The Magnus Archives are the audio recordings of various testimonies given to a paranormal research institute, featuring all sorts of random spookiness that slowly weaves together into an overarching narrative. The Black Tapes are that, if you like your narrators to be incompetent idiots who can’t do basic research and your paranormal to stick slavishly to the supposedly plausible pseudoscience of people who think ghosts are real and also boring as fuck.
Believe it or not, I really wanted to like the Black Tapes. A lot of effort went into making it seem like a nonfiction podcast, even to the point of inventing a previous paranormal radio broadcast it’s supposedly the successor to, and I really love that sort of cleverness. Unfortunately, even more effort went into not violating any of the supernatural community’s “rules” about how paranormal things work and what counts as paranormal, so we have breathless episodes about a spoooooky video where a tiny speck that is maybe a body falls past a wall and then when the camera goes over to look down…THERE’S NO TINY BLACK SPECK BODY WHERE DID IT GO?!?! Now, to talk for twenty minutes about sacred geometry, because “magic angles make spooky shit happen” isn’t good enough.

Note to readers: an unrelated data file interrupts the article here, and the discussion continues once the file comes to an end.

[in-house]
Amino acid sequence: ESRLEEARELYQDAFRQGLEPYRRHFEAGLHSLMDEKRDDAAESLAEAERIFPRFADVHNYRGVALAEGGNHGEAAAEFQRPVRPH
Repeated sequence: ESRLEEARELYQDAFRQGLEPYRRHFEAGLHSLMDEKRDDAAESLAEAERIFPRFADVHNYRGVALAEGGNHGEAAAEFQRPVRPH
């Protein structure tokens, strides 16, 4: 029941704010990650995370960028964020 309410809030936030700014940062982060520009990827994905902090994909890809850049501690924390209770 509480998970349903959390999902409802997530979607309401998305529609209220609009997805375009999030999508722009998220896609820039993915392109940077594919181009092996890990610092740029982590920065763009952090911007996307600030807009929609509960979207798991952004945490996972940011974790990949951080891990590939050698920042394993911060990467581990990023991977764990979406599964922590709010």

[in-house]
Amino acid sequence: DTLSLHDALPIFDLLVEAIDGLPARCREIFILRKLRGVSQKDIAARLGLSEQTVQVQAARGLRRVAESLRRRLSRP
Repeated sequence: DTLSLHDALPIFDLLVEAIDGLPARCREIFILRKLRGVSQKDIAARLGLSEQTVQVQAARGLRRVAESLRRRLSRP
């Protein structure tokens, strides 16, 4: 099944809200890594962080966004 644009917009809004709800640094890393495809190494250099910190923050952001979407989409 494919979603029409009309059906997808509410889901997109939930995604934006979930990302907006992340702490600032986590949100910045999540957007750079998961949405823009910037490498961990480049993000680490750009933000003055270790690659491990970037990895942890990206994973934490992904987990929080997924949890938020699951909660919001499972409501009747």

The most I can say is that it’s pretty up-front about how disappointing it’ll be. First episode has the narrator going on a ghost hunting trip where she goes on about how super spooky it is and how they were super convinced by flashlights going on and off, because, like, nobody was touching them!!! Because ghosts can’t do anything more interesting! And the facts lights blinked is ironclad proof of ghosts or something, as there is absolutely no way to send some sort of, I don’t know, invisible signal, like a “radio” “wave” or something, to make something happen without touching it. Seriously, it isn’t like the journalist examined the flashlights to verify they were regular flashlights. Not even the bare minimum of making sure the object was a real object. Then a big deal is made of the resident self-important skeptic man explaining how there’s a well-known trick that would work with flashlights even if you checked they weren’t tampered with through the magic of a google search that our supposed actual journalist never thought to do. The rest of the episodes keep going with that. Journalist is credulous idiot incapable of five seconds of google. Self-important skeptic man explains what google could’ve told us. Sometimes we shake things up a bit by having some other “expert” talk down to us about really simple concepts. Sometimes, spoopy thing happens that does not perfectly fit known ghosthunter tricks, but it’s still exactly as underwhelming as flashlight flickering. I mean, yes, I didn’t know how flashlight flickering worked until this explained it – but that’s because I never gave enough of a fuck to even bother finding the debunking, I just used logic to guess it makes no sense ghosts can only affect flashlights in the first place. You can apply that same time-saving heuristic to pretty much everything ghost-hunters do without a problem.